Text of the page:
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Preliminary Results From New Business R&D Survey


Greetings from D.C. In 2009, the National Science Foundation (NSF) piloted a new survey designed to collect a broader range of R&D-related data from U.S.-based firms. While NSF has long collected data on domestic R&D funding and performance, this new Business R&D and Innovation Survey (BRDIS) expands on prior surveys in two ways. First, it includes new or expanded data in topical areas such as R&D strategy, R&D employment, and managing intellectual property and technology transfer, among others. Second, it goes beyond historic efforts primarily focused on domestic R&D activity to include R&D activity worldwide (i.e., data on U.S.-based firms that performed or funded R&D domestically or overseas, as well as U.S. affiliates of foreign-owned firms).

NSF released three limited preliminary "findings" from the pilot stage of the survey during 2010, with more to come next year. A few highlights follow.

The first release (May) focused on worldwide sales and R&D expenditures of U.S.-based firms performing or funding R&D worldwide. For 2008 (reporting year), firms located in the U.S. that conducted some R&D activity reported approximately $11 trillion in worldwide sales and $330 billion in worldwide R&D expenditures. Of that $330 billion, $292 billion (88 percent) was for R&D performed internally by the company (as opposed to funding others to conduct R&D for them)—with $234 billion performed at their U.S. facilities and $58 billion at their foreign facilities.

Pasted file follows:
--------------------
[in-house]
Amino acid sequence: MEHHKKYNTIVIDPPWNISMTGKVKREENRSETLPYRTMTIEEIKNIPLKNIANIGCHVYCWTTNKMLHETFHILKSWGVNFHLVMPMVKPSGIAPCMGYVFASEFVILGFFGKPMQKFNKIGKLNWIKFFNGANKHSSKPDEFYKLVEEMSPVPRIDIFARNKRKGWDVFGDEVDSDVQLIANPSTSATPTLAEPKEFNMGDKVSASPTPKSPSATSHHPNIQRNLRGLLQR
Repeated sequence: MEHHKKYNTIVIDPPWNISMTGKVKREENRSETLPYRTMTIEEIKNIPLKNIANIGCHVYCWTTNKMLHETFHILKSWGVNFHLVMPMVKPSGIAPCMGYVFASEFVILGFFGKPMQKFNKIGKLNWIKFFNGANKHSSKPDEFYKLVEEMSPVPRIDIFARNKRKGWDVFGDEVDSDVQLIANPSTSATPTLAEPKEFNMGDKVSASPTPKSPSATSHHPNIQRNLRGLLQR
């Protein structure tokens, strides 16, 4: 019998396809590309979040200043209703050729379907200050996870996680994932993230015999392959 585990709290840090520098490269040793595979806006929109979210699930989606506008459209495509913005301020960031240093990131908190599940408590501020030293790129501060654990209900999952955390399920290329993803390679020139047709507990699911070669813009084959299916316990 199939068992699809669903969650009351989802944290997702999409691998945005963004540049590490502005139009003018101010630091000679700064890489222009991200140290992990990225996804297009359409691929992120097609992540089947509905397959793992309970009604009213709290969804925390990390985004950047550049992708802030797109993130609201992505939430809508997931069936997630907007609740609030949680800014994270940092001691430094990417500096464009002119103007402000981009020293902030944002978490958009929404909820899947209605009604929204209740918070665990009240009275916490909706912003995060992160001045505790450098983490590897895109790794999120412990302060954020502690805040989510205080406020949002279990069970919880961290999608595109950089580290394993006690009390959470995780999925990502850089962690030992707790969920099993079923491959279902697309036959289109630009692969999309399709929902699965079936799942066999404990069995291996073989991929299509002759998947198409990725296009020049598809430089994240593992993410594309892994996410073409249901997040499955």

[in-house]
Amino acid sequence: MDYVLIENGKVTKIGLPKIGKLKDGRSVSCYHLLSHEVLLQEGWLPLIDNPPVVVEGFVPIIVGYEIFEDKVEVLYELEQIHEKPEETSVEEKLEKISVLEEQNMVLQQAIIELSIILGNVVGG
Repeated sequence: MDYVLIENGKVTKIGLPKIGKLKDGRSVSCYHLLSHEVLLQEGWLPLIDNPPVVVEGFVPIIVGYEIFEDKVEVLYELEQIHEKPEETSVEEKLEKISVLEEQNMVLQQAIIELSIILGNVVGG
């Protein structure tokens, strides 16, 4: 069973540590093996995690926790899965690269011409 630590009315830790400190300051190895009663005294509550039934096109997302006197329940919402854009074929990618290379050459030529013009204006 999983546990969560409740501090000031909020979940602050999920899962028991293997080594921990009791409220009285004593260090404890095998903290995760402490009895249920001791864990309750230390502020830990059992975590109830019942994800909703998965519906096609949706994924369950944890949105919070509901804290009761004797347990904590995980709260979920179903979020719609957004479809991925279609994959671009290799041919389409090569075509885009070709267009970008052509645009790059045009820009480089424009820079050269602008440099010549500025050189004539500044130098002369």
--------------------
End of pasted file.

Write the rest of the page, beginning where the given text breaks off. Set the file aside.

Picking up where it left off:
The second release (July) focused on worldwide employment by surveyed firms. For 2008, these firms employed an estimated 27.1 million workers worldwide (with 1.9 million—7.1 percent—of these workers directly involved in or supporting R&D activities). U.S. employment for these firms was 18.5 million (of the 27.1 million), with 1.5 million—7.9 percent—involved in R&D. Just over 77 percent of the surveyed firms’ R&D employment was therefore located in the U.S. (1.5 million in the U.S. of the 1.9 million total worldwide).

The third release (October) focused on the "incidence of innovation" by the surveyed firms. During 2006-2008, approximately 22 percent of manufacturing firms in the survey introduced new product innovation (while only 8 percent of nonmanufacturing firms did so), and the same (22 percent for manufacturing firms and 8 percent for nonmanufacturing firms) introduced new process innovations. The findings further highlight that the "incidence of U.S. innovation varies substantially by industry sector."

As noted, these are only preliminary findings of a new business R&D survey designed to enhance our understanding of the R&D activity of U.S.-located firms performing and funding R&D worldwide. Data on items of particular interest to the tech transfer community—specifically on business efforts at managing IP and tech transfer—have yet to be released. The final results of the survey should add to our understanding of the evolving nature of the U.S. R&D enterprise in years to come.

You can find more details on the pilot survey, including links to the three findings released to date, at http://www.nsf.gov/statistics/srvyindustry/about/brdis/.

Gary can be reached at gkjones@federallabs.org.

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